Browsing Chester Business School by Authors
A study into the factors influencing the choice-making process of Indian students when selecting an international university for graduate studies using grounded theoryO'Brien, Ann; Webb, Paul; Page, Steve; Proctor, Tony; University of Delft ; University of Chester ; University of Chester ; University of Chester (2007-07)Universities operate in an increasingly competitive market place facing new and complex socio-technical and economical challenges. For many universities international student recruitment is desirable and necessary for survival. Universities knowledge in this area is often an imperfect tool as the changing environment and diversity of cultures with which it must interact challenge previous assumptions and common wisdom. The overall goal of this study is to identify those factors responsible for influencing Indian students’ choice of international university for graduate studies. The results are based on a longitudinal study that was carried out using the Grounded Theory research method. This qualitative methodology provides a good framework for rigorous and relevant research of emerging phenomena in student mobility. Primary data consisted of unstructured interviews, focus groups and questionnaire surveys among participants of the sample population. The literature was used as a source of secondary data. A narrative style and thick description were used to report the research findings. Four major influencers emerged from the analysis, which are referred to as programme content, international reputation, funding and job prospects and quality. Drawing together these findings the study examines the implications for recruiting graduate students from India and reveals that there are a number of ways in which the university can influence the choice-making process. The results clearly provide a sound basis for future study.
Measurement of customer satisfaction and performance measurement within a local government frameworkWood, Sheena; Webb, Paul; Page, Steve; University of Chester (2007-07)The aim of the paper is to establish a performance measurement framework for addressing and improving customer satisfaction levels within a public sector service. The paper describes the methods utilised in order to achieve these objectives by reviewing relevant literature associated with organisational performance and customer satisfaction. This informs and provide the framework for the research. A useful framework model was produced that facilitates the application of customer satisfaction measurement and enables performance in this respect to be monitored.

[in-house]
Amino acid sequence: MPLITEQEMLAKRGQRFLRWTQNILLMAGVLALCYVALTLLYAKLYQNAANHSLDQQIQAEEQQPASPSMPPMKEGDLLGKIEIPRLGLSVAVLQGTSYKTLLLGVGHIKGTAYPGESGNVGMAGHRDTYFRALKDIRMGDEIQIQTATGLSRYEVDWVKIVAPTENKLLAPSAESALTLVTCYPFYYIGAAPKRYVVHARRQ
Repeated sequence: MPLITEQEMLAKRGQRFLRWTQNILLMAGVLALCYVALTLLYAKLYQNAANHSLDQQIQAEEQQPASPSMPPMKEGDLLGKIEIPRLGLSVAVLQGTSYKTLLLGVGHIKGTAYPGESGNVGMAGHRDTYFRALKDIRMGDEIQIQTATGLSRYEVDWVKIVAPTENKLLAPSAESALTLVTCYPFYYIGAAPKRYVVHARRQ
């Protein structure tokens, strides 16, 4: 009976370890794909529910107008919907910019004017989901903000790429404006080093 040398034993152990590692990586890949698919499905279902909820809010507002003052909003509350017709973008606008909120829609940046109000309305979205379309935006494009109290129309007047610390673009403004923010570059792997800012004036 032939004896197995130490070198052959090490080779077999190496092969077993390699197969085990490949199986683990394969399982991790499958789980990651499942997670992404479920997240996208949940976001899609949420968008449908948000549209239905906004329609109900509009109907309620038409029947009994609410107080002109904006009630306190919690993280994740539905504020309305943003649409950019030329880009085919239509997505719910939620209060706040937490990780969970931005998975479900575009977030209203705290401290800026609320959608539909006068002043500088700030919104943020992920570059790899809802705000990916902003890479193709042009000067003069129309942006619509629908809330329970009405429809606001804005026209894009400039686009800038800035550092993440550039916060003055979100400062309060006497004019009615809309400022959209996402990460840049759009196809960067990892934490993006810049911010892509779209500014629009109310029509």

The “new managerialism”: Experiences of introducing formal management education into the public sector through the mechanism of the MBA dissertationPage, Steve; Proctor, Tony; Webb, Paul; University of Chester (2007-06)This paper reflects upon the authors' experience of supervising dissertations on a public sector executive MBA programme run for a large metropolitan council. The research method is based on participant observation and reflection whilst directing the work undertaken by the MBA students in carrying out their dissertation. We assess the benefits that accrue to staff teaching on the programme and reflect on the new opportunities, in terms of career development and better management practice afforded to executives who have participated in the programme. Academic staff benefits include: interesting and stimulating work which sometimes leads to refereed publications at conferences and in journals; consultancy & significant applied teaching materials and improvements to the applied knowledge base of teaching staff. Lessons have also been learned about good practice in supervising dissertations. Executive benefits include progression to promoted posts & gaining new insights into better or best working practices. Organisational benefits include cross fertilisation of ideas produced through interaction between programme members. This paper discusses how the MBA programme meets the demands of various interested parties.